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- anonymous

Compare thoughts on Ps1 solutions?

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- anonymous

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- jamiebookeater

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- anonymous

My stab:
# Initialize variables
prime_counter = 1
candidate = 3
divisor = 2
while prime_counter < 1000:
if candidate%divisor == 0: # for numbers that are not prime
candidate += 2
divisor = 2
elif divisor > (candidate/2): # for prime numbers
prime_counter += 1
if prime_counter == 1000:
print 'Prime #1000 =', candidate
candidate += 2
divisor = 2
else:
divisor += 1
It works but seems it could be tighter.

- anonymous

I did this some time ago and I'm rather happy with it, although I'm not sure if it was really necessary to print every prime number.
prime_candidate = 3
divisor = 2
prime_number = 2
print "2 is prime number 1"
while prime_number <= 1000:
while prime_candidate%divisor != 0:
divisor=divisor+1
if divisor == prime_candidate:
print prime_candidate, 'is prime number', prime_number
prime_candidate = prime_candidate+2
prime_number = prime_number+1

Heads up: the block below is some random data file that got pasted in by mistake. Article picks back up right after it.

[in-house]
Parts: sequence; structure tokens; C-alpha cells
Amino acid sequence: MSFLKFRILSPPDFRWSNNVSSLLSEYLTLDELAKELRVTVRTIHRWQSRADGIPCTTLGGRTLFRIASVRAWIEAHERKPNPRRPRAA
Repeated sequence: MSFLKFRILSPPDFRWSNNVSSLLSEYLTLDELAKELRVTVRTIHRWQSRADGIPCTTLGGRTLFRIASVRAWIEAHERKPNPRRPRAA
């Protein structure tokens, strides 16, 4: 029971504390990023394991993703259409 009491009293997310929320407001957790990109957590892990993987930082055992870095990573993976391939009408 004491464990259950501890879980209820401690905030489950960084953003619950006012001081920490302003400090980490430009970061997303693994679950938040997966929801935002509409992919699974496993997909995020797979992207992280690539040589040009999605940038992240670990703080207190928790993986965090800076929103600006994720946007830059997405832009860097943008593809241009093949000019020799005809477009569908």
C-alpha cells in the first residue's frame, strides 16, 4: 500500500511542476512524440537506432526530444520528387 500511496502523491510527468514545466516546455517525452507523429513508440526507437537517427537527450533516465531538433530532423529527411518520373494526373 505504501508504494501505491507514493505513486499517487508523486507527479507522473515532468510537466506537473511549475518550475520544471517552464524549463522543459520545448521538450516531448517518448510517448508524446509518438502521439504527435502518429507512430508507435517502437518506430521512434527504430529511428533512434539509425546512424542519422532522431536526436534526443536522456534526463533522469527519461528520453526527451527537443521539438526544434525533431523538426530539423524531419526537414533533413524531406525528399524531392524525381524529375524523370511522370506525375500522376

divisor=2
else:
prime_candidate = prime_candidate+2
divisor=2

- anonymous

Both of these work perfectly. I used lists to get the results working, but my code seems slower than these...I'll rework my original program now, to see if I can improve my code.

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- anonymous

I did something very similar to fruiterian. The biggest block for me was figuring out how to reset the divisor after finding a prime. Part 2 of the PS was a piece of cake after getting the first part down.

- anonymous

I tried to use Fermat's little theorem but it doesnt seem to work :S It goes like this:
primes=[]
n = 0
for p in range (2,150000):
if n < 1000:
if (2**p-2) % p == 0:
primes.append(p)
n = len (primes)
print primes

- anonymous

here's what I did, seems to do the trick
x = 1
primes = [2]
logs = log(primes[0])
goal=1000
while len(primes) < goal:
x += 2
pcount = 0
for i in primes:
pcount += 1
if x % i == 0:
break
elif pcount == len(primes):
primes.append(x)
if len(primes) < goal:
logs += log(x)
break
print ("ratio", logs, " / ", primes[goal-1])

- anonymous

Milo, that's cool, and it works when I run it. Why did you choose the line:
elif pcount == len(primes):
I've never seen that used as the test of when to stop before.

- anonymous

i needed a way to divide the new candidate by every one of the existing prime numbers. Since the list f primes was always growing I needed a counter so this seemed to make sense :-S

- anonymous

Oh, that is cool! I actually hadn't noticed you were using the primes list--I just thought you were dividing each number by 0-len(primes). You could probably stop even earlier, too--when the current divisor is greater than sqrt(x).

- anonymous

OH! duh... I noticed in the P-set they mentioned that at somepoint you could probably stop checking the modulus but I didn't give it too much thought. If I feel ambitious maybe I'll rework my code later tonight :-)

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